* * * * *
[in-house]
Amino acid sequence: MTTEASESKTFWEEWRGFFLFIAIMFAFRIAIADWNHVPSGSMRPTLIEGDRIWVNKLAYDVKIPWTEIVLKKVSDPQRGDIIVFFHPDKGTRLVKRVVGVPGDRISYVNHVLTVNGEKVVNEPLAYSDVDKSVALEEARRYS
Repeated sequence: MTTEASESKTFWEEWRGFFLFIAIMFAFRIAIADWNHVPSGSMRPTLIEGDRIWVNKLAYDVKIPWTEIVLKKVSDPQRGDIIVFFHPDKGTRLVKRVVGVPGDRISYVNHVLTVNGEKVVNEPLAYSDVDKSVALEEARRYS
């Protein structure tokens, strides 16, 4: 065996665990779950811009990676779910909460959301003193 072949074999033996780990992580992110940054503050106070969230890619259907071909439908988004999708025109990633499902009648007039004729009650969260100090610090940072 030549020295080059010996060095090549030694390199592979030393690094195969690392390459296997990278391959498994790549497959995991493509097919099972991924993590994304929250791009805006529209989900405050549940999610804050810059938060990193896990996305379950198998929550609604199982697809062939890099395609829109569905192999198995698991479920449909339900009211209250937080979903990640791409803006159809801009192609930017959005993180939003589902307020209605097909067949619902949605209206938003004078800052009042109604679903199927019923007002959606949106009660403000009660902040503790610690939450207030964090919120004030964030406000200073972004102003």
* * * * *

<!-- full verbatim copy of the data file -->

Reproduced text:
[in-house]
Amino acid sequence: MTTEASESKTFWEEWRGFFLFIAIMFAFRIAIADWNHVPSGSMRPTLIEGDRIWVNKLAYDVKIPWTEIVLKKVSDPQRGDIIVFFHPDKGTRLVKRVVGVPGDRISYVNHVLTVNGEKVVNEPLAYSDVDKSVALEEARRYS
Repeated sequence: MTTEASESKTFWEEWRGFFLFIAIMFAFRIAIADWNHVPSGSMRPTLIEGDRIWVNKLAYDVKIPWTEIVLKKVSDPQRGDIIVFFHPDKGTRLVKRVVGVPGDRISYVNHVLTVNGEKVVNEPLAYSDVDKSVALEEARRYS
């Protein structure tokens, strides 16, 4: 065996665990779950811009990676779910909460959301003193 072949074999033996780990992580992110940054503050106070969230890619259907071909439908988004999708025109990633499902009648007039004729009650969260100090610090940072 030549020295080059010996060095090549030694390199592979030393690094195969690392390459296997990278391959498994790549497959995991493509097919099972991924993590994304929250791009805006529209989900405050549940999610804050810059938060990193896990996305379950198998929550609604199982697809062939890099395609829109569905192999198995698991479920449909339900009211209250937080979903990640791409803006159809801009192609930017959005993180939003589902307020209605097909067949619902949605209206938003004078800052009042109604679903199927019923007002959606949106009660403000009660902040503790610690939450207030964090919120004030964030406000200073972004102003």